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Instead of the sprawling, retail-filled plans for Trinity Place, Los Alamos residents could end up with a big-box store and a parking lot; and that seems to be all right with at least one county councilor.
Wade Williams, a partner in The Boyer Company, along with Assistant County Administrator Anthony Mortillaro, Seth Kirshenberg of the Kutak Rock law firm and Kevin Wager of Jones Long LaSalle, were all in council chambers Thursday night for the special session, which revolved around discussion of Trinity Place.
Mortillaro began the discussion by talking about how retail development for the site has been in the works for the past 44 years. “Only in the last four years has any progress been made,” he said.
He went on to say that Los Alamos County has not been impacted by the recession and has a good income base. He also pointed out that construction for Trinity Place cannot begin until June 2010, after the county and school district buildings have been vacated and relocated to the Airport Basin Site.
Williams said working on the project has been an interesting journey. “The last few months have been quite a journey,” he said.
The biggest challenges in finalizing the deal and securing an anchor have been escalating costs, according to Williams.
“We think we have a site plan that’s executable. We’ve done all we could to work within the parameters of the county and school board. It’s very expensive. We got word Tuesday that the anchor doesn’t feel they can make the commitment needed. We thought this community was so unique that we could make the deal work. We need to work with the county, schools and anchor on a new model that will work,” Williams said.
He told council that he thinks there’s a possibility that something can be worked out between the three. He also said that he’s thought at least three times during the last two years, that he’s had a deal solidified, however the anchors have had issues with the deal being presented and have ultimately backed out. He now thinks he has the appropriate candidates with which to work a deal. The two candidates Williams is referring to are Wal-Mart and Kroger Marketplace.
Kirshenberg pointed out that there have definitely been obstacles in securing an anchor. “We talked about having the whole project developed in two years, but that’s changed now. The county has met with the anchor and talked about their needs. They needed two things and we’ve worked that out. They came back with a monetary change and we’re looking at that. Boyer’s set deadlines about five times. We’ve met changes about eight times,” he said.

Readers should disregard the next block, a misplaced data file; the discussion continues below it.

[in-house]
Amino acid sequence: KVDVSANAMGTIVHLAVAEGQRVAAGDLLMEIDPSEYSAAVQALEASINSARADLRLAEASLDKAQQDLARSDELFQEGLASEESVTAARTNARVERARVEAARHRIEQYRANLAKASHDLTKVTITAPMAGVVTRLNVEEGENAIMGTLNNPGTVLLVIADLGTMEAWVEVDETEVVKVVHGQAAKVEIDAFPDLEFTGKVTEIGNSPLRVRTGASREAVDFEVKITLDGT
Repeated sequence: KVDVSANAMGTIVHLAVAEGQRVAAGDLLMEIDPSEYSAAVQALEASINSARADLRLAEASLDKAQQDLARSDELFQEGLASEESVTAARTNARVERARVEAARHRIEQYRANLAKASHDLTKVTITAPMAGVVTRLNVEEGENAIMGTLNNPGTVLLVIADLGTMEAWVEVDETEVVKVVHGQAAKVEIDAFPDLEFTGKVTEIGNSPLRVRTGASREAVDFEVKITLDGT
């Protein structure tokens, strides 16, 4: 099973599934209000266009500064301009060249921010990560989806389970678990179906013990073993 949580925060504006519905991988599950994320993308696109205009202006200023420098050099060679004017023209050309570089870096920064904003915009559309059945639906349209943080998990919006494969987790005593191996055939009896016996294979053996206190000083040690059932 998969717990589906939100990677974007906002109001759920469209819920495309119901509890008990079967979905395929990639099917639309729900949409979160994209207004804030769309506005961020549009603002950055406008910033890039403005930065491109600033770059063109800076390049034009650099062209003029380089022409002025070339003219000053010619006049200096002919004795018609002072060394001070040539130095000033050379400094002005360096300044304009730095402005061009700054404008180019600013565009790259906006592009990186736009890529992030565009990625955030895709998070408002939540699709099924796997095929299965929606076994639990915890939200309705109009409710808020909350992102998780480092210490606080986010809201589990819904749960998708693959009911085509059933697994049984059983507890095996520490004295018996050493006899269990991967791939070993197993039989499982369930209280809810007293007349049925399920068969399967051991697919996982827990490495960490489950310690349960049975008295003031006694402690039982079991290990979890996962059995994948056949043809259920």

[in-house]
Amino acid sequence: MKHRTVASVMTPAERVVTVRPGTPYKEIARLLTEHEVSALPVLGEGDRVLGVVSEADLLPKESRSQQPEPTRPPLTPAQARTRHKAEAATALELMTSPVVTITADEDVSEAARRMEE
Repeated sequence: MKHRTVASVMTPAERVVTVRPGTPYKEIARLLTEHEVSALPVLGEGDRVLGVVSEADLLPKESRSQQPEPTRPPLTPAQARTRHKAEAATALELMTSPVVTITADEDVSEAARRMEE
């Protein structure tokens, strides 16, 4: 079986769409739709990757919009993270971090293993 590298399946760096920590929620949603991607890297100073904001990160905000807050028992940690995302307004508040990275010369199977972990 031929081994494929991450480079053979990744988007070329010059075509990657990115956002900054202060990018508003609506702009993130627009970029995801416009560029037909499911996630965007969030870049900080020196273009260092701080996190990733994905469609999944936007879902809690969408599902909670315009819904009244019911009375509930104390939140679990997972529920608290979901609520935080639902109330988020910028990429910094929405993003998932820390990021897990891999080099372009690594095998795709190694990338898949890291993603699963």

The public was invited to speak during the meeting, however only a handful of those who packed chambers took the opportunity to do so. The consensus among those who spoke out seems to be that retail is desperately needed in Los Alamos.
Min Park said that Boyer’s current economic conditions need to be reevaluated. “I would like council to consider postponing making a decision. When property values are going down, you don’t want to sell your property,” he said.
Kristen Henderson pointed shared with council the difficulty she’s experienced in trying to buy shoes in Los Alamos for her children who play sports.
Ellen Walton said that she shops in town whenever possible, however since she works out of town, she does a lot of shopping off the Hill. “There isn’t a choice but to move forward with this to pay off the bond issue,” she said. “We need to look at creating a comprehensive plan for Los Alamos and White Rock. We’re losing our center.”
Andrea Cunningham also shared her thoughts with council. “Families are frustrated. They don’t want to keep fighting for retail. Using this land for anything but retail would be a waste. I urge council to stay the course.”
Greg Kendall said, “We don’t have to go to Boyer to get a Mari-Mac South,” he said. “I thought our plan was to get a new urbanist plaza.”
Richard Hanneman proposed moving the banks along Trinity Drive to the other side of the street and using that space for smaller retail stores. “We need to think away from the big box,” he said.
Michael Di Rosa said it might be wise to find out why the space the county currently has isn’t filled. “Have patience, because a deal brokered now might be something regrettable in the future,” he said.
After the public comment period, Mortillaro said he needed to clarify something. “We found out around July 9 that Mari-Mac has been sold to Smith’s. That change in ownership has added additional complexity for adding an anchor,” he said.